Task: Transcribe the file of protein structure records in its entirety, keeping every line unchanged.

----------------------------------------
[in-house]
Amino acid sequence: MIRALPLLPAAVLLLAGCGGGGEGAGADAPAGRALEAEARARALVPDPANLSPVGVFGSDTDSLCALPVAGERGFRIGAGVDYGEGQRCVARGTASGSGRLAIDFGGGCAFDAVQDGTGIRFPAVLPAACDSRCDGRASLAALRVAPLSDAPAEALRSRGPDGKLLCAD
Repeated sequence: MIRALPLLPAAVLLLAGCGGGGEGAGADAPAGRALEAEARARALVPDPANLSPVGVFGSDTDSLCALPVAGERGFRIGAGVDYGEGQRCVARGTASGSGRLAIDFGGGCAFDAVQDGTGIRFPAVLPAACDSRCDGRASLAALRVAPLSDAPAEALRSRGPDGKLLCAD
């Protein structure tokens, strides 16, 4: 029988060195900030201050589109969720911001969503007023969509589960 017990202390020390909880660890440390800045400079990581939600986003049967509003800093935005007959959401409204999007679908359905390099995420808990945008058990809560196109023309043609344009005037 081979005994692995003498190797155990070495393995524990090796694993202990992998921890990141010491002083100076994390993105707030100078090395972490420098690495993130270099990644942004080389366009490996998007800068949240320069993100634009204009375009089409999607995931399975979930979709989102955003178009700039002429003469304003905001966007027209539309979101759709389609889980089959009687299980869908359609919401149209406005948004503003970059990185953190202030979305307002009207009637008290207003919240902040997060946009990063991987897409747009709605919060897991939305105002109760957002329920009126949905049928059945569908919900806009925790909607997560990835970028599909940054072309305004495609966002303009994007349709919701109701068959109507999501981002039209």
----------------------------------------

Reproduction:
[in-house]
Amino acid sequence: MIRALPLLPAAVLLLAGCGGGGEGAGADAPAGRALEAEARARALVPDPANLSPVGVFGSDTDSLCALPVAGERGFRIGAGVDYGEGQRCVARGTASGSGRLAIDFGGGCAFDAVQDGTGIRFPAVLPAACDSRCDGRASLAALRVAPLSDAPAEALRSRGPDGKLLCAD
Repeated sequence: MIRALPLLPAAVLLLAGCGGGGEGAGADAPAGRALEAEARARALVPDPANLSPVGVFGSDTDSLCALPVAGERGFRIGAGVDYGEGQRCVARGTASGSGRLAIDFGGGCAFDAVQDGTGIRFPAVLPAACDSRCDGRASLAALRVAPLSDAPAEALRSRGPDGKLLCAD
């Protein structure tokens, strides 16, 4: 029988060195900030201050589109969720911001969503007023969509589960 017990202390020390909880660890440390800045400079990581939600986003049967509003800093935005007959959401409204999007679908359905390099995420808990945008058990809560196109023309043609344009005037 081979005994692995003498190797155990070495393995524990090796694993202990992998921890990141010491002083100076994390993105707030100078090395972490420098690495993130270099990644942004080389366009490996998007800068949240320069993100634009204009375009089409999607995931399975979930979709989102955003178009700039002429003469304003905001966007027209539309979101759709389609889980089959009687299980869908359609919401149209406005948004503003970059990185953190202030979305307002009207009637008290207003919240902040997060946009990063991987897409747009709605919060897991939305105002109760957002329920009126949905049928059945569908919900806009925790909607997560990835970028599909940054072309305004495609966002303009994007349709919701109701068959109507999501981002039209």